Lebanon Adopts First Animal-Protection Law

The country implements laws that protects domestic and wild animals for the first time in its history.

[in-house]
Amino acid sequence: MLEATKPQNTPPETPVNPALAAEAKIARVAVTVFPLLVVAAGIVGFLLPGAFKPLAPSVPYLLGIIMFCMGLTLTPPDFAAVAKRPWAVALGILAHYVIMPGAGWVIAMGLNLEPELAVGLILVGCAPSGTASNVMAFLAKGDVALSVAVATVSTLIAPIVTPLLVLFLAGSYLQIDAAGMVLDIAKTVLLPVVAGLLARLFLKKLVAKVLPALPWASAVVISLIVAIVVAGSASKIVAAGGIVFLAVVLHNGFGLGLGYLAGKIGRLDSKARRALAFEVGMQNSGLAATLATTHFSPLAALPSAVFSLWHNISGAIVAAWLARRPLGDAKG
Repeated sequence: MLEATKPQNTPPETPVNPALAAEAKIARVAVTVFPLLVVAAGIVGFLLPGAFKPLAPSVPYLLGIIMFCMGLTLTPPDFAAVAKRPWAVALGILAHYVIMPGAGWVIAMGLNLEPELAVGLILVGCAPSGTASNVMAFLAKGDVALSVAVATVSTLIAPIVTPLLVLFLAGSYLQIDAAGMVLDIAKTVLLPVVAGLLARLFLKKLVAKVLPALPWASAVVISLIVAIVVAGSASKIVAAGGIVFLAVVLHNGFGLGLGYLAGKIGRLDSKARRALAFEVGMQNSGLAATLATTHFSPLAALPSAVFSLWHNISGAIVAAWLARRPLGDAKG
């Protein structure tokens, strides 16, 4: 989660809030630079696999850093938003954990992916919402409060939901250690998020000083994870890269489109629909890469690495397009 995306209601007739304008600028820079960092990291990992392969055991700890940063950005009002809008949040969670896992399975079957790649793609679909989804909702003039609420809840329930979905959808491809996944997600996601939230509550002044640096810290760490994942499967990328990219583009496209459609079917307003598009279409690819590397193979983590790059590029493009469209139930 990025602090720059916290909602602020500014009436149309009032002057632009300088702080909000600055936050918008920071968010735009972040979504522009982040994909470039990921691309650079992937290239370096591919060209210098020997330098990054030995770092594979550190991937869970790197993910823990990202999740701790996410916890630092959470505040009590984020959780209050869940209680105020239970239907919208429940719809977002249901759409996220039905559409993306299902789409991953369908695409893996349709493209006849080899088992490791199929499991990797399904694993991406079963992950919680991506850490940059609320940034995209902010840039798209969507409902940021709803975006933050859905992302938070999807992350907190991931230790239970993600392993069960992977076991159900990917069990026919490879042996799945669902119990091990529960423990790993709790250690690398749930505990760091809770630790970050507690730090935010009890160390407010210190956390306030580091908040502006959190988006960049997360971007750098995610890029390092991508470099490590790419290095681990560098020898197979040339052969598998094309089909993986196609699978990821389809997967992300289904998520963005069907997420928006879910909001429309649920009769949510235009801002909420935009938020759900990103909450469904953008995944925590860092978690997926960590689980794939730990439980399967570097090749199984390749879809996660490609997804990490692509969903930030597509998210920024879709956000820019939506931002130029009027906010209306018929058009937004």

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Last week, Lebanese president Michel Aoun passed the country’s first animal welfare law. The legislature was the result of several years of lobbying by animal-rights nonprofit Animals Lebanon. “With this law, Lebanon’s regulations are as strict, if not stricter, than other laws in the region,” Animals Lebanon Executive Director Jason Mier told media outlet Agence France-Presse. The law sets forth penalties—up to four months in prison and fines up to LL100 million ($66,000)—for mistreating both companion and wild animals used for entertainment in zoos and circuses. The law also bans keeping wild or endangered animals as companions—a move that could disrupt the massive rare-animal trade currently happening in Lebanon. “We do not expect to see any improvements next week or next month,” Mier said. “But now we have the tools, and we have a path.”